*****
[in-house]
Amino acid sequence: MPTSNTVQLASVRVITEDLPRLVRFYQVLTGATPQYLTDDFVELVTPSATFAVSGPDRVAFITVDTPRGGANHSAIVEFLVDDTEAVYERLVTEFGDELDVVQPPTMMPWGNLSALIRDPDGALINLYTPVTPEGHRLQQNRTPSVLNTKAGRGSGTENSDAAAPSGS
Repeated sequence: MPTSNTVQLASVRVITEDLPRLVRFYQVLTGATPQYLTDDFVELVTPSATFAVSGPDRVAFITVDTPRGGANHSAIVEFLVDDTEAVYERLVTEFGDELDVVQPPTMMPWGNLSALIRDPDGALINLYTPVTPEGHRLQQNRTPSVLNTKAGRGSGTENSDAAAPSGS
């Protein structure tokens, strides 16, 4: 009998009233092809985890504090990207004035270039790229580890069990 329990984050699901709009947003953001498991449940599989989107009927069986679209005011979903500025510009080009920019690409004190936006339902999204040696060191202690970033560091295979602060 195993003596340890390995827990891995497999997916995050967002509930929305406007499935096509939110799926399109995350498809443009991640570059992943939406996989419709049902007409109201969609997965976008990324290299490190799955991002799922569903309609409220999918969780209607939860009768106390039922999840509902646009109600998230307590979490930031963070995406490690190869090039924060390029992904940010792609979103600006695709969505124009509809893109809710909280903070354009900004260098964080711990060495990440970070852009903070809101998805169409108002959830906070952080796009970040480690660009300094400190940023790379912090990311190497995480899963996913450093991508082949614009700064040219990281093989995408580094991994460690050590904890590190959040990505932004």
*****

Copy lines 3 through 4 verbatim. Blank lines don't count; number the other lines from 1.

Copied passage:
Repeated sequence: MPTSNTVQLASVRVITEDLPRLVRFYQVLTGATPQYLTDDFVELVTPSATFAVSGPDRVAFITVDTPRGGANHSAIVEFLVDDTEAVYERLVTEFGDELDVVQPPTMMPWGNLSALIRDPDGALINLYTPVTPEGHRLQQNRTPSVLNTKAGRGSGTENSDAAAPSGS
């Protein structure tokens, strides 16, 4: 009998009233092809985890504090990207004035270039790229580890069990 329990984050699901709009947003953001498991449940599989989107009927069986679209005011979903500025510009080009920019690409004190936006339902999204040696060191202690970033560091295979602060 195993003596340890390995827990891995497999997916995050967002509930929305406007499935096509939110799926399109995350498809443009991640570059992943939406996989419709049902007409109201969609997965976008990324290299490190799955991002799922569903309609409220999918969780209607939860009768106390039922999840509902646009109600998230307590979490930031963070995406490690190869090039924060390029992904940010792609979103600006695709969505124009509809893109809710909280903070354009900004260098964080711990060495990440970070852009903070809101998805169409108002959830906070952080796009970040480690660009300094400190940023790379912090990311190497995480899963996913450093991508082949614009700064040219990281093989995408580094991994460690050590904890590190959040990505932004």